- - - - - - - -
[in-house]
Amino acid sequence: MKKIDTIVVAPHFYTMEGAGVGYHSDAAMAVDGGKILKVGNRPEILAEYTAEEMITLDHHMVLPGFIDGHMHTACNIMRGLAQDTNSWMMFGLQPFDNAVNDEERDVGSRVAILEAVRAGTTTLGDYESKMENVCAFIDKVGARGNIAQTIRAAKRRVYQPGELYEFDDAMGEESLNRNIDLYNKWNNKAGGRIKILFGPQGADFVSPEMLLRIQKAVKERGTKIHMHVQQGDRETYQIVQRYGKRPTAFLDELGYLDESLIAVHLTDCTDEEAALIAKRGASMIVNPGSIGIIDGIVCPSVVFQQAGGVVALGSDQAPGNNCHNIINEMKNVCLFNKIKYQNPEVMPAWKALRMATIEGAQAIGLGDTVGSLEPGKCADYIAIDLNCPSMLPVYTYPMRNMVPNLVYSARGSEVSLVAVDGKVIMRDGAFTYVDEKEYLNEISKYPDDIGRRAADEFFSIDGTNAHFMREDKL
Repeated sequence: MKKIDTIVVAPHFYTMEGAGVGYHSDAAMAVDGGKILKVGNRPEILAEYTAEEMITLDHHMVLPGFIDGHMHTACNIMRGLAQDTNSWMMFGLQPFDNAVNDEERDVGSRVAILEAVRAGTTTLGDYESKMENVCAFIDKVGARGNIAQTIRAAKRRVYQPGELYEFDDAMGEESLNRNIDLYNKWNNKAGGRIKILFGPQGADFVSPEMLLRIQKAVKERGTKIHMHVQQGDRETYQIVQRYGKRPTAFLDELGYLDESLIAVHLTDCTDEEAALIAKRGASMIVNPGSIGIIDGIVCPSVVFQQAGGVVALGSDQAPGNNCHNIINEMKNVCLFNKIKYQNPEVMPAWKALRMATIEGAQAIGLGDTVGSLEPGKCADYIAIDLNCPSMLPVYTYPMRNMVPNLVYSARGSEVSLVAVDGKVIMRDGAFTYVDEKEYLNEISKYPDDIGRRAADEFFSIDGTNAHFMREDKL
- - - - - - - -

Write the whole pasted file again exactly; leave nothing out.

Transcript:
[in-house]
Amino acid sequence: MKKIDTIVVAPHFYTMEGAGVGYHSDAAMAVDGGKILKVGNRPEILAEYTAEEMITLDHHMVLPGFIDGHMHTACNIMRGLAQDTNSWMMFGLQPFDNAVNDEERDVGSRVAILEAVRAGTTTLGDYESKMENVCAFIDKVGARGNIAQTIRAAKRRVYQPGELYEFDDAMGEESLNRNIDLYNKWNNKAGGRIKILFGPQGADFVSPEMLLRIQKAVKERGTKIHMHVQQGDRETYQIVQRYGKRPTAFLDELGYLDESLIAVHLTDCTDEEAALIAKRGASMIVNPGSIGIIDGIVCPSVVFQQAGGVVALGSDQAPGNNCHNIINEMKNVCLFNKIKYQNPEVMPAWKALRMATIEGAQAIGLGDTVGSLEPGKCADYIAIDLNCPSMLPVYTYPMRNMVPNLVYSARGSEVSLVAVDGKVIMRDGAFTYVDEKEYLNEISKYPDDIGRRAADEFFSIDGTNAHFMREDKL
Repeated sequence: MKKIDTIVVAPHFYTMEGAGVGYHSDAAMAVDGGKILKVGNRPEILAEYTAEEMITLDHHMVLPGFIDGHMHTACNIMRGLAQDTNSWMMFGLQPFDNAVNDEERDVGSRVAILEAVRAGTTTLGDYESKMENVCAFIDKVGARGNIAQTIRAAKRRVYQPGELYEFDDAMGEESLNRNIDLYNKWNNKAGGRIKILFGPQGADFVSPEMLLRIQKAVKERGTKIHMHVQQGDRETYQIVQRYGKRPTAFLDELGYLDESLIAVHLTDCTDEEAALIAKRGASMIVNPGSIGIIDGIVCPSVVFQQAGGVVALGSDQAPGNNCHNIINEMKNVCLFNKIKYQNPEVMPAWKALRMATIEGAQAIGLGDTVGSLEPGKCADYIAIDLNCPSMLPVYTYPMRNMVPNLVYSARGSEVSLVAVDGKVIMRDGAFTYVDEKEYLNEISKYPDDIGRRAADEFFSIDGTNAHFMREDKL